What is our winning aspiration?
Determine a particular place and a determined way to win. And winning is translated about clear statements about an ideal future.
Where will we play?
This are the sets of choices that narrow your competitive field. In which market, to which customers, through which channels, in which product categories and at which vertical stage.
How will we win where we have chosen to play?
What will enable the company to create unique value to customers in a way that is distinct from competition.
What capabilities must be in place to win?
(1) What core capabilities must be in place to win; range and quality and activities that will enable company to win (2) what management systems are required to support this strategic choices?;
And what are core capabilities?
(a) Deep consumer understanding (b) Innovation (c ) Brand Building (d) Go-to-Market ability (e) Global scale
What management systems are required to ensure the capabilities are in place?
Foster, support and measure the strategy.
Each category has depth and several layers. Is not as easy as it seems.
Moreover, the network the company has is complex and simple at the same time.
At the heart of this network, there’s consumer understanding, brand building, innovation, go-to-market capabilities and scale. All of them make a lot of sense when you are P&G, but also they make sense when you are a small company just trying to meet each month.
So, what's important about where to play and how to win? What should be the framework?
The industry, attractiveness of segments.
Customers, what do they value?
Relative position, how does your company fare regarding competition?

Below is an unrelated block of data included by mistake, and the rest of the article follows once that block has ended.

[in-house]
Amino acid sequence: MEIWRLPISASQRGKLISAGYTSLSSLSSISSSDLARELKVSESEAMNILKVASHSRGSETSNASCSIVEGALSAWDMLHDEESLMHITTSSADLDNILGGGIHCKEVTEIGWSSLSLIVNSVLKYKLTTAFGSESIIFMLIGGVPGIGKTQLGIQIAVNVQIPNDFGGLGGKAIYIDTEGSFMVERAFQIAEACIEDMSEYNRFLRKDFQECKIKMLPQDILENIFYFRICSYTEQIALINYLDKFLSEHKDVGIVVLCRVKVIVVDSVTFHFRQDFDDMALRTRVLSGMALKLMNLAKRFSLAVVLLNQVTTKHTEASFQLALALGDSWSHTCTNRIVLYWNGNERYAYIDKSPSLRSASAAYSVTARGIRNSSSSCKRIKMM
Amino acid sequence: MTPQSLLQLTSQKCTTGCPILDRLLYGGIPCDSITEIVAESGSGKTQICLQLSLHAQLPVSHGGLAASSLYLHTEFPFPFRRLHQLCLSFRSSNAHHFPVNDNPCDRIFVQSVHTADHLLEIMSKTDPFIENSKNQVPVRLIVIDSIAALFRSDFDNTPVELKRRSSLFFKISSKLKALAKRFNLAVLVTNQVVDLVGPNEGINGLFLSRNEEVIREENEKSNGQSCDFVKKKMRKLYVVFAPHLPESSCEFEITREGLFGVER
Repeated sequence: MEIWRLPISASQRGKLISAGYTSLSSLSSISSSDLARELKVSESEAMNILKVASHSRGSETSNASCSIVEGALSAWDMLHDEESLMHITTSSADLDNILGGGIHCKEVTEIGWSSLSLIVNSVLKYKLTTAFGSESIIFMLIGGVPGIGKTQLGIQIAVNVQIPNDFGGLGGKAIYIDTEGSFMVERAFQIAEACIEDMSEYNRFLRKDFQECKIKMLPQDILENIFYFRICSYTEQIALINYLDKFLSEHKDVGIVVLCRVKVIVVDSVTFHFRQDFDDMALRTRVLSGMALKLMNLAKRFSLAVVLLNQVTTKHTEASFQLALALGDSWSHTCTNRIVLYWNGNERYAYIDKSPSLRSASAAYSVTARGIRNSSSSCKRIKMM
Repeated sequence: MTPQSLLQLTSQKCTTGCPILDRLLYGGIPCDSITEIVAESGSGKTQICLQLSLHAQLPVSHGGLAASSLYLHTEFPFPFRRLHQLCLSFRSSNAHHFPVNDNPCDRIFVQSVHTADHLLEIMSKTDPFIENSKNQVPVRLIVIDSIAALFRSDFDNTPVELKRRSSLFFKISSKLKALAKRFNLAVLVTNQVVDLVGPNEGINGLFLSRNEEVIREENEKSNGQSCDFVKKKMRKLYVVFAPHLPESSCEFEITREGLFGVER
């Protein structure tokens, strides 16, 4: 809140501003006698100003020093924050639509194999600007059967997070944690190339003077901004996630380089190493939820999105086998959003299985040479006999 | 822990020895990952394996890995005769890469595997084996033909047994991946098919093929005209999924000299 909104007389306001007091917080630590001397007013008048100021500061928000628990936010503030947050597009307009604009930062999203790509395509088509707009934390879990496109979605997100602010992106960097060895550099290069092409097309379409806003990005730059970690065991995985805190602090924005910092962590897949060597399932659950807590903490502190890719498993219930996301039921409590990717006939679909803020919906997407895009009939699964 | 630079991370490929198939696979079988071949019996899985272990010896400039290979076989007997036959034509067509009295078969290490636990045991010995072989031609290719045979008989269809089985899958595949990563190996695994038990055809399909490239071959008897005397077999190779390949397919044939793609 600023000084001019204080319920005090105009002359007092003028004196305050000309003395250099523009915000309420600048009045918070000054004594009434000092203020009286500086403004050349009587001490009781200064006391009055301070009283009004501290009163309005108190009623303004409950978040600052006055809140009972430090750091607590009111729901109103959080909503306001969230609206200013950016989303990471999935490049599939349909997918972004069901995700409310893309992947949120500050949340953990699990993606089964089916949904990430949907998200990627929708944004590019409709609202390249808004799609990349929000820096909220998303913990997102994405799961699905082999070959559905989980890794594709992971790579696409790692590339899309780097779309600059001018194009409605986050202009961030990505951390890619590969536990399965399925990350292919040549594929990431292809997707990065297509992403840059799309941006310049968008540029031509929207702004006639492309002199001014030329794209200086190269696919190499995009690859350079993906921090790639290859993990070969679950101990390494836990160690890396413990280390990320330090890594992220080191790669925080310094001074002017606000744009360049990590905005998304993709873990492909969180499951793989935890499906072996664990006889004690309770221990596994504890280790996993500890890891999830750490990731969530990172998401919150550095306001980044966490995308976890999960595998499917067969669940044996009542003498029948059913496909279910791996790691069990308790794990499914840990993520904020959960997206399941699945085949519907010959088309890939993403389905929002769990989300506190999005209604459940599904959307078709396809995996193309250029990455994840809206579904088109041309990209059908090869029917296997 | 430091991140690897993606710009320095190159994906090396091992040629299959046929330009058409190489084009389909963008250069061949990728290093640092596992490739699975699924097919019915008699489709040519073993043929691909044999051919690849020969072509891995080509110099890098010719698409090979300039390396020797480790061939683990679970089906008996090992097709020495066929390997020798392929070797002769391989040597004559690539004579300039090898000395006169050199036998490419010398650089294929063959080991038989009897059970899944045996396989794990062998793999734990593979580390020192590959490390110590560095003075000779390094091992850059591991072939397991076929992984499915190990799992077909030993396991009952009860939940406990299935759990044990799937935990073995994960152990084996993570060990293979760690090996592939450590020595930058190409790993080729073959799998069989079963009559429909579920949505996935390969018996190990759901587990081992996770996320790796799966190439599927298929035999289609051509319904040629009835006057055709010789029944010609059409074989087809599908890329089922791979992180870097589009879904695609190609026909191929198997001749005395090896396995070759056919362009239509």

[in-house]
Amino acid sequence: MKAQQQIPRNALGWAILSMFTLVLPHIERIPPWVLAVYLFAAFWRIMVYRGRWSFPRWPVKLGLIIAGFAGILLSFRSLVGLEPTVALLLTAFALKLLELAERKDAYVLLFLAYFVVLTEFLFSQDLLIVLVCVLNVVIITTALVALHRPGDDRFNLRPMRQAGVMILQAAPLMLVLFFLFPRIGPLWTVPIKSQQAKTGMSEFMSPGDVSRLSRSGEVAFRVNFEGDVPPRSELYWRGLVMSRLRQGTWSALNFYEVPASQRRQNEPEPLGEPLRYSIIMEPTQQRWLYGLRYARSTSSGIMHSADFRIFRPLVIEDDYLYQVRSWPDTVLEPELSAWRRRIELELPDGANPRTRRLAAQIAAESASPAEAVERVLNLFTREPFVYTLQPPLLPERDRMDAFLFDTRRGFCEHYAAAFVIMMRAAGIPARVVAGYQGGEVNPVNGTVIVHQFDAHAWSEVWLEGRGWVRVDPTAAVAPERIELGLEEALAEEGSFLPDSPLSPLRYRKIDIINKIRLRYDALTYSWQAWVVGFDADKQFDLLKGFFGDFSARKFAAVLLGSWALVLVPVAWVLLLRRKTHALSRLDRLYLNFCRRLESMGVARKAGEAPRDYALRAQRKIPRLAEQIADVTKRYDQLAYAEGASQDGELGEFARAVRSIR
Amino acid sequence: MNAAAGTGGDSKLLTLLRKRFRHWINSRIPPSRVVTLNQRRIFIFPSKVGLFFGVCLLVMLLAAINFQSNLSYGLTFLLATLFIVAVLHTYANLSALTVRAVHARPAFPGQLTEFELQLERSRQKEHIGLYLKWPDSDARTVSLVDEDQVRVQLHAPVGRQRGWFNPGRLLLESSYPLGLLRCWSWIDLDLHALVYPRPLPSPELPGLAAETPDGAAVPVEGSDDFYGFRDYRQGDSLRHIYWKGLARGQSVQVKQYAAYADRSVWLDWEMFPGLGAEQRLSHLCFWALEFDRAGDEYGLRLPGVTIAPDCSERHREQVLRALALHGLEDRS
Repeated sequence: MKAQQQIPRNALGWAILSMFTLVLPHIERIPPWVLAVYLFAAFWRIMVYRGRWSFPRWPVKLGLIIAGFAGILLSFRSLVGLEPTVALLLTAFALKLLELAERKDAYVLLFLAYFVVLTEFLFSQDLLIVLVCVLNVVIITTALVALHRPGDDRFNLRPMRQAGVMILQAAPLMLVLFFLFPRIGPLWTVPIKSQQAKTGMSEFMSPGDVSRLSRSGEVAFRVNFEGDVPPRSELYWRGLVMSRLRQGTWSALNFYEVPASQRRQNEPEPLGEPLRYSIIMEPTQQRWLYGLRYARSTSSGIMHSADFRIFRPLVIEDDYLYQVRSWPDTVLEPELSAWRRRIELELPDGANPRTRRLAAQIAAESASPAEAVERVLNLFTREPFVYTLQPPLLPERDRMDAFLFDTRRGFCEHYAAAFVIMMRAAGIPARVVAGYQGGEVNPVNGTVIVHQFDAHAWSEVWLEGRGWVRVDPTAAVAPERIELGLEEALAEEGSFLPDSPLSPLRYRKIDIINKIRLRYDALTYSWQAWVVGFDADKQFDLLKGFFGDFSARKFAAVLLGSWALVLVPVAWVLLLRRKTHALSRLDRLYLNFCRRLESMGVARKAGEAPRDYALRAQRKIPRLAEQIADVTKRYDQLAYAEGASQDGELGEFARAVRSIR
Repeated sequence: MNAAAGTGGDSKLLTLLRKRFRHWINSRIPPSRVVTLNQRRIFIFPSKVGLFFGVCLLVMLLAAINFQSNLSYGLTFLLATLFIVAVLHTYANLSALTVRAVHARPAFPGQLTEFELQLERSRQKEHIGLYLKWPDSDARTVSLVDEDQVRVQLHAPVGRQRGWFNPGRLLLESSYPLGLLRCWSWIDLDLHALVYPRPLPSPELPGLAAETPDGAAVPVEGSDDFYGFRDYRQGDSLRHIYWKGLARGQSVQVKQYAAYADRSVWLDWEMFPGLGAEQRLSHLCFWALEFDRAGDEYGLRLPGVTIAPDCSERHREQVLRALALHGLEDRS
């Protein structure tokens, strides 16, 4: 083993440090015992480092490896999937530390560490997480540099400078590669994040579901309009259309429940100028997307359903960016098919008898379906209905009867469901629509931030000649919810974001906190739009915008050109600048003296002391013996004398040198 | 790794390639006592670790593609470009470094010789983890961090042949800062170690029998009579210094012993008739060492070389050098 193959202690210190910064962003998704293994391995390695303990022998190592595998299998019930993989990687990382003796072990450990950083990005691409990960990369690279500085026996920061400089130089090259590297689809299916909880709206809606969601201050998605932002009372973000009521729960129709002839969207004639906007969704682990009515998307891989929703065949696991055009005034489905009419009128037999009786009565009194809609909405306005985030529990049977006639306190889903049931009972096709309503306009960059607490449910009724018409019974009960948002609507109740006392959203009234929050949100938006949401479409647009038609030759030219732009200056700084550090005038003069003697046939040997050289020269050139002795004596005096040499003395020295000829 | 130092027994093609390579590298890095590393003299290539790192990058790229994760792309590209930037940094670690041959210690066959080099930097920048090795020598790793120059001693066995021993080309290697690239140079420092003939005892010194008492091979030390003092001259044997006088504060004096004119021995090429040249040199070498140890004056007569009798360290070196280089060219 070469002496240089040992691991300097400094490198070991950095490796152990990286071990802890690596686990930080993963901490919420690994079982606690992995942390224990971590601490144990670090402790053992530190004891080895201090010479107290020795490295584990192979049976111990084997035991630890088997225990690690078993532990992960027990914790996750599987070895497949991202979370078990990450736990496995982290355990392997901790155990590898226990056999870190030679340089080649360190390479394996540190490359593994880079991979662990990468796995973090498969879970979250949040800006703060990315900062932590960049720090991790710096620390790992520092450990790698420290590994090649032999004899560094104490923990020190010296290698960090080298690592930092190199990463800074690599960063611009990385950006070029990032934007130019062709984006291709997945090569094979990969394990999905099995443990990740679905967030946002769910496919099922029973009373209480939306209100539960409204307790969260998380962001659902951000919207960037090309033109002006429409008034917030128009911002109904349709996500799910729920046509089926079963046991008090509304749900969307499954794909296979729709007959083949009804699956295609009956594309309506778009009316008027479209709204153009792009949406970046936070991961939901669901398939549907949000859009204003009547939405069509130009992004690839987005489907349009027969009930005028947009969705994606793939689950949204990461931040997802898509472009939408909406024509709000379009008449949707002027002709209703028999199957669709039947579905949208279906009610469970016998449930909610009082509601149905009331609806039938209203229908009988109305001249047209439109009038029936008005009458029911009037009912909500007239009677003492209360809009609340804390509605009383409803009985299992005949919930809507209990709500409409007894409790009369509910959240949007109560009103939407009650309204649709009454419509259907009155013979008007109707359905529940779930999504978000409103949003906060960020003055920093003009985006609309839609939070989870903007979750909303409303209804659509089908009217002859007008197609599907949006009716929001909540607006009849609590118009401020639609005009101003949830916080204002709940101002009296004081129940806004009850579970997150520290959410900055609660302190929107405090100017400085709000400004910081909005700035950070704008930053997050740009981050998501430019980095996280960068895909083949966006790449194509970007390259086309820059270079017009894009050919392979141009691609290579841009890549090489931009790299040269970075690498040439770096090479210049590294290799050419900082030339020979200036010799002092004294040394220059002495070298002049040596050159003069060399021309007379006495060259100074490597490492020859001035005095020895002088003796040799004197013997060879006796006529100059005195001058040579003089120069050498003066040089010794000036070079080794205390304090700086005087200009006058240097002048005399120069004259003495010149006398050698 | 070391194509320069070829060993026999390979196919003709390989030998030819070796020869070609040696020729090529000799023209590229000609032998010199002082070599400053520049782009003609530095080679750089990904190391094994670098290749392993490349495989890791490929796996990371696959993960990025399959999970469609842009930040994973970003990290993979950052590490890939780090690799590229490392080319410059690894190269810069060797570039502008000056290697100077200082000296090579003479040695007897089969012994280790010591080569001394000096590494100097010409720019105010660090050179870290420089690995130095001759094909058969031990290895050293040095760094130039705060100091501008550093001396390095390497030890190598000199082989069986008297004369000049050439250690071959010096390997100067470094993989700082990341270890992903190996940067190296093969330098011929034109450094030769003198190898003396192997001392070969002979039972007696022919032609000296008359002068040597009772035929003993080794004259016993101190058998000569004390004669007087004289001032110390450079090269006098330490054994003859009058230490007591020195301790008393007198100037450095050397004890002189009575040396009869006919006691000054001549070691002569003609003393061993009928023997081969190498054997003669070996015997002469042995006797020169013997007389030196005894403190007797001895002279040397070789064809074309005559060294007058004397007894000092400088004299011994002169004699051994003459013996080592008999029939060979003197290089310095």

Competition, what competition will do once you have chosen your course of action
The strategy logic flow
First you need to understand the industry attractiveness, this means segmentation and how attractive is each segment.
Then we move to customer value analysis: whether it is as a cost leader or differentiator, the company needs to understand what the customer values.
Once we have a deep understanding of our customer we need to capture our relative position. What capabilities do we have in house and most importantly, how our costs looks like? Now we go to Competitors analysis, is all about anticipating competitors reactions once we have started our strategy deployment. Last but not least, our strategic choice. At some point, the book states that a big part of a strategy is about saying “no” and this last part is all about where to play and how to win.
The book closes with many questions (my favorite sort of book, open for you to sort it).
Have you define winning and your winning inspirations?
Have you decided where can you play to win?
Have you determined how will you win?
Have you built your core capabilities to compete?
Do your management systems and KPI's are ready to support the precious 4 pillars?
It’s so fascinating I now bring a Bounty paper towel roll to client sessions on strategic planning.
At Procter & Gamble in 2001, the president of global family care (the tissue and towel division) saw sales of Bounty plateau in North America. They wondered: could future growth come from Europe, Asia and Latin America?
So in addressing a key strategy question—where to play (chapter three)—the P&G team went back to the drawing table and invested in research. “Deep consumer understanding is at the heart of the strategy discussion,” the authors insist. And they should know.
Co-author A.G. Lafley is the former chairman of the board, president, and CEO of Procter and Gamble. Co-author Roger L. Martin is dean of the University of Toronto’s Rotman School of Management. In 2011, Martin was named by Thinkers50 as the sixth top management thinker in the world. (Not a bad plaque for your office wall.)